But this time it was not a quick hitter with journalists in the basement of a House of Representatives’ office building, it was for a longer sit-down interview with Politico.
In it she addressed one of the biggest questions about her future – whether she will run for the senate and engage in a primary race against Democrat incumbent Senator Kirsten Gillibrand.
Now AOC Is the Cagey Politician
Ocasio-Cortez sounded like a normal politician when asked about running for higher office. She left the door open and refused to specify her intentions about the future. “Don’t ask me that question … print that,” she said with a chuckle.
“There’s a world where I’m here for a long time in this seat, in this position. There’s a world where I’m not an elected official anymore. There’s a world where … I may be in higher office,” she continued.
She Is Four Years Older Since Attaining Office
It is hard to believe that AOC is no longer in her twenties. She is now 33, and while no elder statesman, she has grown into a more establishment figure rather than someone who mainly spouts off on social media.
She is not attacking former Speaker of the House Nancy Pelosi with a vengeance since Pelosi has been replaced by Congressman Hakeem Jeffries as House Minority Leader. She seems to be more at ease since Jeffries assumed her role. She is not the same “squad” leader that she has been in the past. Even her official web site shows her diligently working at her desk and not making a rabble-rousing speech.
With More Experience Comes Committee Seniority
AOC is now vice-ranking member of the House Oversight Committee. This is an important panel that is investigating the Biden family’s alleged financial wrongdoings. Ocasio-Cortez has embraced her role on the committee to foil the Republicans and defend President Joe Biden from investigatory overreach. She also serves on the Committee on Natural Resources where she can make her environmental voice heard and agitate for her Green New Deal plans.
Is AOC Slowing Her Roll?
The more settled AOC is taking a nuanced path toward political power. She is in the ebb and flow of being a committee member. Her party is in the minority so any bill she introduces or sponsors will likely not see the light of day as it will be buried in Republican-controlled committees. That means AOC will be forced to make speeches on the floor or ask pointed questions during hearings if she wants to make news.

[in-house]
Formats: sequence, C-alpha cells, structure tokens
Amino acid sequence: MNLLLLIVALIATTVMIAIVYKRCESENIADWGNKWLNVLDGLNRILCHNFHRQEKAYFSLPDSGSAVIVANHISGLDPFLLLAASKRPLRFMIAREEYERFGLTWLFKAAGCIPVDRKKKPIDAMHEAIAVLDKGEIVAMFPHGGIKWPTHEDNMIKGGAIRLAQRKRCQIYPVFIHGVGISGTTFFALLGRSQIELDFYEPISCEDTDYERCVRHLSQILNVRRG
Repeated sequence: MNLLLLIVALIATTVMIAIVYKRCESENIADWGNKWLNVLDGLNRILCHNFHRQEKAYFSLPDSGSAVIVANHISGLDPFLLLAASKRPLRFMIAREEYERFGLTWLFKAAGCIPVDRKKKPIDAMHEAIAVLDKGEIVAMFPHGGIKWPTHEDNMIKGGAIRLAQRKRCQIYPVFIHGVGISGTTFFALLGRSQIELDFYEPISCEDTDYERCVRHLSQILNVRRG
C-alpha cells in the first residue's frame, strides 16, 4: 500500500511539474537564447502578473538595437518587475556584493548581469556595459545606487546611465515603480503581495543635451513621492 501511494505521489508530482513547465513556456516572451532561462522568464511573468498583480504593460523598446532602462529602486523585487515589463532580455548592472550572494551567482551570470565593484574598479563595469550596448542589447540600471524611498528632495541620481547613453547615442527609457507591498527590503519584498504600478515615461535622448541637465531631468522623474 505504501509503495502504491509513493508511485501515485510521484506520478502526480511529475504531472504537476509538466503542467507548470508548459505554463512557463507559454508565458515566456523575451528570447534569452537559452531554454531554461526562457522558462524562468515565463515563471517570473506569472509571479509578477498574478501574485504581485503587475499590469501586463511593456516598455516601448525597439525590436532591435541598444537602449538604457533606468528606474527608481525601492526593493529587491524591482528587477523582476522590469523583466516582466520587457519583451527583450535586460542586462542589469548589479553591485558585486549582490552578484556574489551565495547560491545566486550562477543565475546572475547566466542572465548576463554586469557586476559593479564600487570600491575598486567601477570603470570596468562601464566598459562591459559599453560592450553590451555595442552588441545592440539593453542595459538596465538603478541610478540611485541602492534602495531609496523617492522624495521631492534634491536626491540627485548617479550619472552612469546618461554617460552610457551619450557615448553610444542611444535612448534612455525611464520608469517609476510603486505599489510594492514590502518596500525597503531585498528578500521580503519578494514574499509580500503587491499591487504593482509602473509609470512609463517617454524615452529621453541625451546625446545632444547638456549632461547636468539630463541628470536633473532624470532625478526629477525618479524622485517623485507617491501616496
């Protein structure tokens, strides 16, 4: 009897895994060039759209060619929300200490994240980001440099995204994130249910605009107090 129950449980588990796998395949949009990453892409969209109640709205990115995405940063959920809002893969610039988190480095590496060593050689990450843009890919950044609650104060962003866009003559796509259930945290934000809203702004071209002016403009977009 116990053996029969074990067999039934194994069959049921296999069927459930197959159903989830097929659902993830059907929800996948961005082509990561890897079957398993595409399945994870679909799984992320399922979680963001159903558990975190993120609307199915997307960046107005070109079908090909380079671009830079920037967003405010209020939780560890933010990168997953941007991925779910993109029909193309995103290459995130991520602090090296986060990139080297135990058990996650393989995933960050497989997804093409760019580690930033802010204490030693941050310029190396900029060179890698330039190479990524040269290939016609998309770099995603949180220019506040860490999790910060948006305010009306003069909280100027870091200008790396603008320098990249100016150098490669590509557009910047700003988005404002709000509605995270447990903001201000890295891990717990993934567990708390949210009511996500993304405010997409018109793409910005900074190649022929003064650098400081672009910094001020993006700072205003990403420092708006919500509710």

Of course, AOC still hates Republicans and is not shy about taking the fight to the enemy. “There are people, including moderates, who sometimes try to draw this completely unfair, false equivalence between progressives and, frankly, the fascists that we see in the Republican Party,” Ocasio-Cortez told Politico’s Nicholas Wu and Jordain Carney.
AOC still looks back on the past with wonder. She recounted how her Democratic colleagues often refused to speak to her but then would jump to grant media interviews about what AOC might say in any given situation. This has been frustrating as her profile has grown.
The progressive darling has also enjoyed a more understated leadership of other young House liberals who have been elected since she was a 29-year-old. Four years in the House has given her the cachet to mentor first-time lawmakers in the House. These members are often minorities who she endorsed with her leadership PAC.
Ocasio-Cortez’s public comments have shrunk since her days in the majority. She now gets only five minutes to make her points and ask questions during hearings. But House Oversight Committee Chairman James Comer has noticed that AOC is always prepared. “She maximizes her five minutes as well as anyone in Congress.”
But is a few minutes here and there enough to keep the ambitious Congresswoman in the House for the long run? It will be difficult to turn down the opportunity to run for the senate, but the upper chamber’s slow pace may not be what AOC is interested in.
MORE: Is AOC a Sellout?
She will still be publicly adored by the left. AOC has a huge social media following and can easily raise money due to her fame, but she could lose interest in serving in the House. She has a high amount of ambition and yearning for the limelight so running for senate is the next logical step on her upward trajectory. We may see fewer bombs thrown from the Congresswoman until that election effort gets underway, if that is indeed the path that AOC chooses.
Author Expertise and Experience:
Serving as 19FortyFive’s Senior Editor, Dr. Brent M. Eastwood is the author of Humans, Machines, and Data: Future Trends in Warfare. He is an Emerging Threats expert and former U.S. Army Infantry officer. You can follow him on Twitter @BMEastwood. He holds a Ph.D. in Political Science and Foreign Policy/ International Relations.